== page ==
Lancia need to realise they are at least competing with bmw (for medium sized saloons), let alone fiat and alfa themselves, for small and sporty, If indeed they do sell is there not a risk that this will be at the expense of one of there other brands? at least in the eu,Fiat bought chrysler to sell in Usa , after 2 years tops they will stop production for europe for the large cars...imo

  • Lancia Motor Club Press

    That would be the Chrysler Sunbeam that begat some rather good sporting variants, including the Lotus Sunbeam. Not so bad in my book.

    The Twin Air issue is interesting. Autocar's road test delivered very poor fuel consumption compared to the official figures, but they did rave about the engine for its sound and driveability. One of their staffers took one out a couple of weeks later, and got much better fuel consumption under normal rather than test conditions (though nowhere near the official figures) - but then drove it as the engine begged to be driven, and watched the needle drop again. What he concluded was that for many people the Twin Air would never be that economical because it was too much fun.

    Brand competition - yes, VW has the same problem. Its a tough one.

    On the last point I think you are likely to be wrong. Lancia/Chrysler will probably develop a joint range of new cars, the smaller ones developed in Italy and the larger ones in the US. They will be sold in most markets under the most suitable brand (I'd love it to be Lancia here, but that's not to be), but I don't see them withdrawing the larger cars from European markets, because they need a full range of cars in all markets.

  • Lancia Motor Club Press

    :-) The irony of being accused of hiding by an anonymous poster, when I'm one of the few on here who has given my name!! I'm easy enough to contact if you want to discuss this other than anonymously....

  • Lancia Motor Club Press

    I've re-read the article, because I didn't remember the words 'heritage related lies' being used. If they had, I'd have taken exception. And they're not used in the article. The author makes some fairly trenchant comments about how he thinks its better to use the Chrysler brand in the UK (commercially he has a case, but I still wonder what could have been made of the Lancia brand heritage here, if we can ever get past the damage done by believing Esther Rantzen), and how Lancia have wasted the heritage legacy of the brand.

    I'd agree with you about the divisiveness of Chrysler cars. One mans character is another's yuck factor. But that's the way with all brands, certainly all those that aren't just bland and mass market. Agreed on the Neon, awful car.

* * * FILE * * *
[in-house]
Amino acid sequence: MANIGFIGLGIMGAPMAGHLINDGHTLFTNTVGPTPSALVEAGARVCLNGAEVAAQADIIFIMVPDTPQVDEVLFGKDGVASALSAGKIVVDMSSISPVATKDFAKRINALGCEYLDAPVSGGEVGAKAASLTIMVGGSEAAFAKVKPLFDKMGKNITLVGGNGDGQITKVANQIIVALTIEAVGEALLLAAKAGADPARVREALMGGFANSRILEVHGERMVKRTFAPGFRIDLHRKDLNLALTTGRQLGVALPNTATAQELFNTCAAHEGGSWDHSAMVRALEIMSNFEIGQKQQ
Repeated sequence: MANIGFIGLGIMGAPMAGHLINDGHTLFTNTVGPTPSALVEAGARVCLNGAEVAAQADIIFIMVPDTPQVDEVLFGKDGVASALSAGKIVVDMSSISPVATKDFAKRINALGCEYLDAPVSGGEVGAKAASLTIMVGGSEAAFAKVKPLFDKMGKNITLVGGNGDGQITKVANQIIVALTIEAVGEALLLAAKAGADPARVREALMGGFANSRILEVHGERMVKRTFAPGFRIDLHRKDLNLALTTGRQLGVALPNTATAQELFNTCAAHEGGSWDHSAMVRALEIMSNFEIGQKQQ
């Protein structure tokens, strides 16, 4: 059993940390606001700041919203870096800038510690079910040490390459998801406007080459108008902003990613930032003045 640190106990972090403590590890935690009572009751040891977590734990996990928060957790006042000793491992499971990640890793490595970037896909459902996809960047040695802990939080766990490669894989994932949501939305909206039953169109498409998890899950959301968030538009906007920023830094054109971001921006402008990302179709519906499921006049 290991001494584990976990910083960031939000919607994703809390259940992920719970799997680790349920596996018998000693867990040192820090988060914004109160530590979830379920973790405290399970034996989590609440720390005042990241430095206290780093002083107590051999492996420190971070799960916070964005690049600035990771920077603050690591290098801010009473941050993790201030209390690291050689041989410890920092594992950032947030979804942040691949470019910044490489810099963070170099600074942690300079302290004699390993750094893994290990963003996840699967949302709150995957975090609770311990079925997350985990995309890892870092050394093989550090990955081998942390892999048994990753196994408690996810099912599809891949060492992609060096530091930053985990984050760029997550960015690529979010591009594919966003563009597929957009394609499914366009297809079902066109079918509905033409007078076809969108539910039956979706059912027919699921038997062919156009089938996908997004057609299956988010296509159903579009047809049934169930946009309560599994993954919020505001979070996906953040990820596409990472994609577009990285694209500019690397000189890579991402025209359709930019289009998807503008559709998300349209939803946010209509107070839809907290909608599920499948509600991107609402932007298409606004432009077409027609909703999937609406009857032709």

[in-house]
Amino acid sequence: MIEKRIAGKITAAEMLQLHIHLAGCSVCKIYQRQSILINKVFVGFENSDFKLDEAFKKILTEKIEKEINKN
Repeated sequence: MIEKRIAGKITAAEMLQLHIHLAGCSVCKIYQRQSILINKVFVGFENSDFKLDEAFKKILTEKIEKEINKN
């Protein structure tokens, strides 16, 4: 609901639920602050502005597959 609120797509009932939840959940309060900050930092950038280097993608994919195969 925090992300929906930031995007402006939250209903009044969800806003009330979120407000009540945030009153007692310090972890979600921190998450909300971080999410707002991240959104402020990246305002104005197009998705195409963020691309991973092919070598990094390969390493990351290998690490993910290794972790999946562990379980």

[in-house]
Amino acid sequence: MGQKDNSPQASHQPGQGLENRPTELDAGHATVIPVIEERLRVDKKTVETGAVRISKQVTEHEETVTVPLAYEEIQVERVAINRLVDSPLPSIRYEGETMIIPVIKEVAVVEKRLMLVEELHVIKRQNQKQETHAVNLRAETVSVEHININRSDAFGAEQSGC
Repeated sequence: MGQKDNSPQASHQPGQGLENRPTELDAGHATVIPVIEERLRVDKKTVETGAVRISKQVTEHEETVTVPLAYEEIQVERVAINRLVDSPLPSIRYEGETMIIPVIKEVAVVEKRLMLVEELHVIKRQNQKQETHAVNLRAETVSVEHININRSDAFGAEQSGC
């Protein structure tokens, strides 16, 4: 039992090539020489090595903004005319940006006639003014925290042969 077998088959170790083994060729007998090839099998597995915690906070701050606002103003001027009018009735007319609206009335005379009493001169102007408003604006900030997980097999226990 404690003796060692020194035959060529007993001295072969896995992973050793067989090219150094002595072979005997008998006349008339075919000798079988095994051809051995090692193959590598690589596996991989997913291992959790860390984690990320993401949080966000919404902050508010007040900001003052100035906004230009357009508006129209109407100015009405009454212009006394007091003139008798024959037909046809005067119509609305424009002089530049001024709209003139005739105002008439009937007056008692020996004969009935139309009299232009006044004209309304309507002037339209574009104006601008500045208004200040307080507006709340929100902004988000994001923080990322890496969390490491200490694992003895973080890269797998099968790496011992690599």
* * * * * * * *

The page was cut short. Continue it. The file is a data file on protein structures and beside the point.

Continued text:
• Lancia Motor Club Press

    I'd agree, it was gorgeous. Unfortunately it was based on the Barchetta platform, which got canned. But if Lancia are successful, who knows what might emerge? I'm an optimist on this. Marchionne has sorted out Fiat and is in the process of turning around Alfa. I'm prepared to give him a go with Lancia, even if his plans are, to put it mildly, controversial (as this thread proves!!). Going back to where we started, I'm not prepared to give up on the brand just yet.

  • http://www.influx.co.uk david

    Talking about the fact that the fat Chryslers will retain the Chrysler badge
    here in Paragraph 7:
    "We’re not getting the Lancia name, but we are getting the more ‘genuine’
    cars – the line-up in showrooms will contain less heritage-related lies."

  • Lancia Motor Club Press

    My apologies David, you are right. I couldn't even spot it when I was looking for it. Well on that line at least I disagree. A little too much hyperbole in an otherwise interesting article.

  • kappaman

    I fear you're right about larger Lancias vanishing from Europe. Terrible, as Lancia nearly always got the basic lux saloon right before selling a sportier version. Aurelia, Flaminia, Flavia/2000, Beta, Gamma, Kappa. Even little Fulvia saloons were well tested first, before the coupé. No Thema coupé came, alas, nor Dedra or Lybra. As if they ran out of enthusiasm and were told Alfa would do all that. All the above competed with the Germans, yet were never really sold against them --?corruption? -- my Kappa's well ahead of the eqivalent Merc of same age.

  • Keith Turner

    I had 8 Lancia Betas sedans, Trevi Volumex, coupes, HPE although Fiat based they were still distinctively different to Fiats of the same ilk & designed by Lancia people. My last Lanci was a Y10 really a Fiat Panda in fancy dress but fun to drive only 999cc but got me nicked for speeding at 85 mph on the M4 motorway. but a chrysler with a lancia grille & badge? OH most definitely NO!